The following is a summary of each topic in the chapter:
The Rules—All communication methods have three elements in common. The first is the message source, or sender. Message sources are people or electronic devices that need to communicate a message to other individuals or devices. The second is the destination, or receiver, of the message. The destination receives the message and interprets it. The third is the transmission medium, or channel. It provides the pathway over which the message can travel from source to destination.
Among the protocols that govern successful human communication are an identified sender and receiver, an agreed-upon method of communicating, common language and grammar, speed and timing of delivery, and confirmation or acknowledgment requirements. Networking protocols define the message format, message size, timing, encoding, and message patterns over the local network.
Communication Standards—Networking and Internet standards ensure that all devices connecting to the network implement the same set of rules or protocols in the same manner. Using standards, different types of devices are able to send information to each other over the Internet. These standards are developed, published, and maintained by a variety of organizations. When a new standard is proposed, each stage of the development and approval process is recorded in a numbered RFC document so that the evolution of the standard is tracked. RFCs for Internet standards are published and managed by the IETF.
Network Communication Models—A stack illustrates the protocols as a layered hierarchy, with each higher-level protocol depending on the services of the protocols shown in the lower levels. The separation of functions enables each layer in the stack to operate independently of others.
The layered model has many benefits:
Assists in protocol design, because protocols that operate at a specific layer have defined information that they act upon and a defined interface to the layers above and below
Fosters competition because products from different vendors can work together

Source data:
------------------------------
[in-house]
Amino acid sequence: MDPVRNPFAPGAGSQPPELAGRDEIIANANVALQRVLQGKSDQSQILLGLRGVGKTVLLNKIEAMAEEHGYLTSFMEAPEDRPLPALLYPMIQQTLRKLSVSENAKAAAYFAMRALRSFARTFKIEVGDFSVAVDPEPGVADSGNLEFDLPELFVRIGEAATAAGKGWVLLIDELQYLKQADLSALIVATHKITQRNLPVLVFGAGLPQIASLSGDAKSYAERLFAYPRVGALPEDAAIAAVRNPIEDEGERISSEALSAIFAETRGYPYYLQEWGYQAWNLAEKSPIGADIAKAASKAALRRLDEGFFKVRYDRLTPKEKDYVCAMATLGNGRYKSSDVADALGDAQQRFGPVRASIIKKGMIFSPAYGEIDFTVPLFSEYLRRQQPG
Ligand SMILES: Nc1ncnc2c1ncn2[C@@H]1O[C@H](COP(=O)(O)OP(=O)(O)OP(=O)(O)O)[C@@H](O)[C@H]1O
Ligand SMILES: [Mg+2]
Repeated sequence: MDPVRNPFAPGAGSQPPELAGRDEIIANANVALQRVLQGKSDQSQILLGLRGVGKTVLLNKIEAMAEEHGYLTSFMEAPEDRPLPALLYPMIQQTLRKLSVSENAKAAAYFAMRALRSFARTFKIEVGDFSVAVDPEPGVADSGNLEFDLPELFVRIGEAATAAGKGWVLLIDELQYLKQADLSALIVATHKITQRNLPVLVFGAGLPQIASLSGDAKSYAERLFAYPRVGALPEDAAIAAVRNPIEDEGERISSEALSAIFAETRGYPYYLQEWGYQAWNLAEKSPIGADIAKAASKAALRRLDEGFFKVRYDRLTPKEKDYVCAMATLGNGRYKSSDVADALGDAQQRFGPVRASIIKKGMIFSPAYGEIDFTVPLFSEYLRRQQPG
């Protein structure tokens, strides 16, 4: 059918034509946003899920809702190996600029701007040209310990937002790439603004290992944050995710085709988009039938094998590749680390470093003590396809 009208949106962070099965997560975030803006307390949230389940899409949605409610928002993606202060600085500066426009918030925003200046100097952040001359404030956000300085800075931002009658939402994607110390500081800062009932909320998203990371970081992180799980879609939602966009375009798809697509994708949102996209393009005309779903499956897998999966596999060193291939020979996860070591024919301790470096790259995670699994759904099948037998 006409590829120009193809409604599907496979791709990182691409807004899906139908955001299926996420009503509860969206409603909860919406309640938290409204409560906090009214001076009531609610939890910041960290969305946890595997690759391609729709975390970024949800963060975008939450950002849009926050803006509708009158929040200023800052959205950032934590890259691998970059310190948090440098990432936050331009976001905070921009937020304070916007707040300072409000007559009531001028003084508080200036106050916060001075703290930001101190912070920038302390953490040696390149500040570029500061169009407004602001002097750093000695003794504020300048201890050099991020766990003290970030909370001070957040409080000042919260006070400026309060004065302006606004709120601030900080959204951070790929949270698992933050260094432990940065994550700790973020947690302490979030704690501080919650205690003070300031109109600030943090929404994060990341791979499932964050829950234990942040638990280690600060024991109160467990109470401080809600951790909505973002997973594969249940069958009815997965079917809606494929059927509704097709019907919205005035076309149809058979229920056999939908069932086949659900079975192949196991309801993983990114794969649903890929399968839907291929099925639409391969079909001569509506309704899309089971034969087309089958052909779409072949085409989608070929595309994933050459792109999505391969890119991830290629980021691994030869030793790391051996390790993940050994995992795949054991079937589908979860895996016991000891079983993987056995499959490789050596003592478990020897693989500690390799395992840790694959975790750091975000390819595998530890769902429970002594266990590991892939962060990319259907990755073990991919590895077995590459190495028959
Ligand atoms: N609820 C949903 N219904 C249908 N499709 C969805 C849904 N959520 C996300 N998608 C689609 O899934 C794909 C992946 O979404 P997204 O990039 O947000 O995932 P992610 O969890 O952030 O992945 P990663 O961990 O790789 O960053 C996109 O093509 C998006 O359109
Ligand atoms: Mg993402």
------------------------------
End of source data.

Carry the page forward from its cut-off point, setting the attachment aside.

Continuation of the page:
Enables technology changes to occur at one level without affecting the other levels
Provides a common language to describe networking functions and capabilities
The suite of TCP/IP protocols used for Internet communications follows the structure of the stack model. The two basic types of models to describe the functions that must occur for network communications to be successful are protocol models and reference models. The most widely known internetwork reference model is the OSI model. The OSI model breaks down network communications into multiple processes. Each process is a small part of the larger task.
The protocols that make up the TCP/IP protocol suite can be described in terms of the OSI reference model. The functions that occur at the Internet layer in the TCP/IP model are contained in the network layer of the OSI model. The transport layer functionality is the same between both models. However, the network access layer and the application layer of the TCP/IP model are further divided in the OSI model to describe discrete functions that must occur at these layers.
Ethernet—There is no official LAN standard protocol, but over time, Ethernet has become more common than the others. Ethernet protocols define how data is formatted and how it is transmitted over the wired network. The Ethernet standards specify protocols that operate at Layer 1 and Layer 2 of the OSI model. Ethernet standards have evolved for specifying faster and more flexible versions of the technology. Each version of Ethernet has an associated standard. Each host connected to an Ethernet network is assigned a physical address that serves to identify the host on the network. Every Ethernet network interface has a physical address assigned to it when it is manufactured. This address is known as the MAC address. The MAC address identifies each source and destination host on the network.